July 2017 Meditations

July 28

Proverbs 20:4
The sluggard does not plow in the autumn; he will seek at harvest and have nothing (Proverbs

Sometimes we take character faults and call them characteristics. Procrastination is one of those
character faults. I have seen (and at times reference to myself) the smile and wink as someone
says, sometimes jokingly or even lovingly, that such and such a person is a procrastinator. “Well
that’s just [insert name]!”

Today’s proverb is about procrastination. Years ago Charles Hummel wrote a good book about
this called The Tyranny of the Urgent. His main point, as I remember it (it’s been awhile), is
that we have a tendency to let the urgent draw us away from the important. In other words, we
do the urgent thing that needs to be done now (whether that thing be important or unimportant), but fail to do the really important thing, in part because that really important thing can be put off until later. (Sometimes we don’t even do the urgent thing, even as we put off the important.) Examples of this are legion: home maintenance, regular exercise, important decisions—all these things can lead to significant problems simply due to being put off. Childrearing is one of the best examples of this. Raising children is tremendously important, but any parent will readily acknowledge that it is easy to put the important things off until tomorrow. Especially when those important things require effort, like plowing a field. For the field can be plowed tomorrow. But then spring comes. And the child grows up.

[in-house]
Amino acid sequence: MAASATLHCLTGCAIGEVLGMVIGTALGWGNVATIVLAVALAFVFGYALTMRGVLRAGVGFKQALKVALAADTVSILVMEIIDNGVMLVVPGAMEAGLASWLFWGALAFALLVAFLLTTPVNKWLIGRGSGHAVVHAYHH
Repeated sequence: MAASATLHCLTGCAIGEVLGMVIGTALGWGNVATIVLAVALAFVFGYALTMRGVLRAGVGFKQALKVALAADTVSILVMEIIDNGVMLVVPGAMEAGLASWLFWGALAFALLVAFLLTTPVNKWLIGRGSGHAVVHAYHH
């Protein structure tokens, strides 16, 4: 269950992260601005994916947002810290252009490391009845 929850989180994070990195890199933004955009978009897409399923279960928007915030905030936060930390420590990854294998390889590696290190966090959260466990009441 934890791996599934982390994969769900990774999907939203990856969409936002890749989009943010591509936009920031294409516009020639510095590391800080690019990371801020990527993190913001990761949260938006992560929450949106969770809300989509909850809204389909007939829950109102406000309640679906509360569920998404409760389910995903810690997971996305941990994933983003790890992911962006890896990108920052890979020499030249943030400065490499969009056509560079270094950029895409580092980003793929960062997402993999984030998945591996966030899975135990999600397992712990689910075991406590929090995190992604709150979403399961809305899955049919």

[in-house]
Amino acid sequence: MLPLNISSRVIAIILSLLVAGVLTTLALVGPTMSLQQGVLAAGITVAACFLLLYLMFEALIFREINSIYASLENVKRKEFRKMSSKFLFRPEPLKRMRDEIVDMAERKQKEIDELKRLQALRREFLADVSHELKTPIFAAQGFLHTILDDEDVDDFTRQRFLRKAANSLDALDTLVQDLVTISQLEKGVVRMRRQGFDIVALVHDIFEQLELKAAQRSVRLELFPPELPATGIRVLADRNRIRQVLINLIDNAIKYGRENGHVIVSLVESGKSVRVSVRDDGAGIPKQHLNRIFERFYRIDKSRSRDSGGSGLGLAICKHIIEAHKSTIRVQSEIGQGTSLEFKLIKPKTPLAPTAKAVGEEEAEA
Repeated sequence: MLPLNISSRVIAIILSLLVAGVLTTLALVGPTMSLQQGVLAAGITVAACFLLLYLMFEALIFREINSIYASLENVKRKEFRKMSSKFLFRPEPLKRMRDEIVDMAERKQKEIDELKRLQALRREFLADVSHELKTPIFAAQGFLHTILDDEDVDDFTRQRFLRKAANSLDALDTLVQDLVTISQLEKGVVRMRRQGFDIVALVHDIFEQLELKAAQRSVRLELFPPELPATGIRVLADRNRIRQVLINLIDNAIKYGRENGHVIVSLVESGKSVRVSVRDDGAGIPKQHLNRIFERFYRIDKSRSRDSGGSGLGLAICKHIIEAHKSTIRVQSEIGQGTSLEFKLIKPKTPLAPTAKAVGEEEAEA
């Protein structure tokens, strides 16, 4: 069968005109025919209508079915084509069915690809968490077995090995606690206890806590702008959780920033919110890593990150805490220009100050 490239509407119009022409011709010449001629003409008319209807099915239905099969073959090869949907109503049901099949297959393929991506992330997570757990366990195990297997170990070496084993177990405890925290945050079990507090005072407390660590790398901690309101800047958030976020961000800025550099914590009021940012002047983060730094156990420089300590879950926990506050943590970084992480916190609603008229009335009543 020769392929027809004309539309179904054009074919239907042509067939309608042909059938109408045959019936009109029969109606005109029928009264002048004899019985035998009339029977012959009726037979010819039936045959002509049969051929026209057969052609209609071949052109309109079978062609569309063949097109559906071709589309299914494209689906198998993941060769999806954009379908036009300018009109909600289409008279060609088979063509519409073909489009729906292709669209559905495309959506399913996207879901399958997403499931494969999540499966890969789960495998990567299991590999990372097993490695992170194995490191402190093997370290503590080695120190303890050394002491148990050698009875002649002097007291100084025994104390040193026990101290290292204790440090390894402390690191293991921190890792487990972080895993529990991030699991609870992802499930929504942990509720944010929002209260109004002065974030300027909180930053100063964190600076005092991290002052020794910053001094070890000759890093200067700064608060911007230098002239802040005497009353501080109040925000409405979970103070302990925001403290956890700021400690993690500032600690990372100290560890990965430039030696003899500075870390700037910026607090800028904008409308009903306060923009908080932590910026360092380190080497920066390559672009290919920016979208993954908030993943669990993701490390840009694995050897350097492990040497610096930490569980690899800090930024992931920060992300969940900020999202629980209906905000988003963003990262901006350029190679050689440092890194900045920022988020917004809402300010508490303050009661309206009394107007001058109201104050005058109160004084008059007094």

The word that the proverb puts upon the procrastinator is sluggard. In other words, the proverb
won’t allow us to look at procrastination as a characteristic, but forces us to acknowledge it as a
character fault. Which becomes painfully apparent when he seeks at harvest and has nothing.
One of the reasons I love (and sometimes don’t love) the proverbs is that they submerge the
notion that the practical and the spiritual are categorically different things. In other words, very
practical things such as work habits tell something of who I am before God. And, in so doing,
give me very practical avenues of repentance.